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naproxen

Interactions

NSAIDs/Lithium

This information is generalized and not intended as specific medical advice. Consult your healthcare professional before taking or discontinuing any drug or commencing any course of treatment.

Medical warning:

Moderate. These medicines may cause some risk when taken together. Contact your healthcare professional (e.g. doctor or pharmacist) for more information.

How the interaction occurs:

When these two medicines are taken together, your body may not process lithium properly.

What might happen:

Your blood levels of lithium may increase and cause toxic effects.

What you should do about this interaction:

Let your healthcare professionals (e.g. doctor or pharmacist) know that you are taking these medicines together.If you experience new or worsened hand tremors, fatigue, muscle weakness or unusual stiffness, confusion, slurred speech, vomiting, diarrhea, loss of appetite, blurred vision, trouble walking, ringing in the ears, seizures, dizziness, or heart palpitations call your doctor right away.Your healthcare professionals may already be aware of this interaction and may be monitoring you for it. Keep all of your appointments with the doctor and laboratory. Do not start, stop, or change the dosage of any medicine before checking with them first.

References:

1.Frolich JC, Leftwich R, Ragheb M, Oates JA, Reimann I, Buchanan D. Indomethacin increases plasma lithium. Br Med J 1979 Apr 28; 1(6171):1115-6.

2.Ragheb M, Ban TA, Buchanan D, Frolich JC. Interaction of indomethacin and ibuprofen with lithium in manic patients under a steady-state lithium level. J Clin Psychiatry 1980 Nov;41(11):397-8.

3.Reimann IW, Frolich JC. Effects of diclofenac on lithium kinetics. Clin Pharmacol Ther 1981 Sep;30(3):348-52.

4.Herschberg SN, Sierles FS. Indomethacin-induced lithium toxicity. Am Fam Physician 1983 Aug;28(2):155-7.

5.Reimann IW, Diener U, Frolich JC. Indomethacin but not aspirin increases plasma lithium ion levels. Arch Gen Psychiatry 1983 Mar;40(3):283-6.

6.Kerry RJ, Owen G, Michaelson S. Possible toxic interaction between lithium and piroxicam. Lancet 1983 Feb 19;1(8321):418-9.

7.Nadarajah J, Stein GS. Piroxicam induced lithium toxicity. Ann Rheum Dis 1985 Jul;44(7):502.

8.Walbridge DG, Bazire SR. An interaction between lithium carbonate and piroxicam presenting as lithium toxicity. Br J Psychiatry 1985 Aug; 147:206-7.

9.Ragheb M, Powell AL. Lithium interaction with sulindac and naproxen. J Clin Psychopharmacol 1986 Jun;6(3):150-4.

10.Harrison TM, Davies DW, Norris CM. Lithium carbonate and piroxicam. Br J Psychiatry 1986 Jul;149:124-5.

11.Kristoff CA, Hayes PE, Barr WH, Small RE, Townsend RJ, Ettigi PG. Effect of ibuprofen on lithium plasma and red blood cell concentrations. Clin Pharm 1986 Jan;5(1):51-5.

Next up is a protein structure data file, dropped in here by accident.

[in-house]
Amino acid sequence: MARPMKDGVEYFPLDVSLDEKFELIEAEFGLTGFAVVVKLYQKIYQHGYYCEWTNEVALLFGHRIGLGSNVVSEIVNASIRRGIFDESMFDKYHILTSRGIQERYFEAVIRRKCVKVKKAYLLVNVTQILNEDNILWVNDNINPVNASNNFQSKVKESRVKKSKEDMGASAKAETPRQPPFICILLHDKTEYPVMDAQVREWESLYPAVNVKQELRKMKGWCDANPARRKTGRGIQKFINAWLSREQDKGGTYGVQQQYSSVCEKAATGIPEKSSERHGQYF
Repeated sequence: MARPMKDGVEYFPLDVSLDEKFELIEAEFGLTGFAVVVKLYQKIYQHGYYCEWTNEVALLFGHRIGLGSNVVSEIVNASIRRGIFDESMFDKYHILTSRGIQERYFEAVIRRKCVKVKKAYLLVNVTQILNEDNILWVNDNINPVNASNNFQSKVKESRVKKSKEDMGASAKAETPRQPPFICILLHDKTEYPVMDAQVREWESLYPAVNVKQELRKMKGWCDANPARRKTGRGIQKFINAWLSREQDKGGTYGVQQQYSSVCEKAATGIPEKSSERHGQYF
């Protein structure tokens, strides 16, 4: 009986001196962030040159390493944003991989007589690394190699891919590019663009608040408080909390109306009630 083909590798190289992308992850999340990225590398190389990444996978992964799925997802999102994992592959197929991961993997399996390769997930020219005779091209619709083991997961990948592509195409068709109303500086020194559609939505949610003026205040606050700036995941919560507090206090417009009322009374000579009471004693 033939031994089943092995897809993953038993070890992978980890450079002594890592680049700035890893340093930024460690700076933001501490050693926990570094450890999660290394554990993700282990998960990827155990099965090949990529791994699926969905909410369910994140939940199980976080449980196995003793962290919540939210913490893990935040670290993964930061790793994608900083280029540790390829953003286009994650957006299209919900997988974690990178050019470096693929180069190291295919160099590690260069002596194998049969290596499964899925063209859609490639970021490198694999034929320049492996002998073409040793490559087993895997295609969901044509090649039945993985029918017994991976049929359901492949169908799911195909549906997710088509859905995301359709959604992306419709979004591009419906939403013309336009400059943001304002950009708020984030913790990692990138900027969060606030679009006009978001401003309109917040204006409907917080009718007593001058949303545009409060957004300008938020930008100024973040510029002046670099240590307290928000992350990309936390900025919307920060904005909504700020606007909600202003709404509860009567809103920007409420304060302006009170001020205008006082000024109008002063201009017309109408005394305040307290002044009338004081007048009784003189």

12.Ragheb M. Ibuprofen can increase serum lithium level in lithium-treated patients. J Clin Psychiatry 1987 Apr;48(4):161-3.

13.Stein G, Robertson M, Nadarajah J. Toxic interactions between lithium and non-steroidal anti-inflammatory drugs. Psychol Med 1988 Aug;18(3):535-43.

14.Bailey CE, Stewart JT, McElroy RA. Ibuprofen-induced lithium toxicity. South Med J 1989 Sep;82(9):1197.

15.Ragheb M. The clinical significance of lithium-nonsteroidal anti-inflammatory drug interactions. J Clin Psychopharmacol 1990 Oct; 10(5):350-4.

16.Khan IH. Lithium and non-steroidal anti-inflammatory drugs. BMJ 1991 Jun 22;302(6791):1537-8.

17.Langlois R, Paquette D. Increased serum lithium levels due to ketorolac therapy. CMAJ 1994 May 1;150(9):1455-6.

18.Iyer V. Ketorolac (Toradol) induced lithium toxicity. Headache 1994 Jul-Aug;34(7):442-4.

19.Bravo AE, Egger SS, Crespo S, Probst WL, Krahenbuhl S. Lithium intoxication as a result of an interaction with rofecoxib. Ann Pharmacother 2004 Jul-Aug;38(7-8):1189-93.

20.Lithobid (lithium carbonate) US prescribing information. Noven Therapeutics, LLC October, 2011.

Selected from data included with permission and copyrighted by First Databank, Inc. This copyrighted material has been downloaded from a licensed data provider and is not for distribution, expect as may be authorized by the applicable terms of use.

CONDITIONS OF USE: The information in this database is intended to supplement, not substitute for, the expertise and judgment of healthcare professionals. The information is not intended to cover all possible uses, directions, precautions, drug interactions or adverse effects, nor should it be construed to indicate that use of a particular drug is safe, appropriate or effective for you or anyone else. A healthcare professional should be consulted before taking any drug, changing any diet or commencing or discontinuing any course of treatment.

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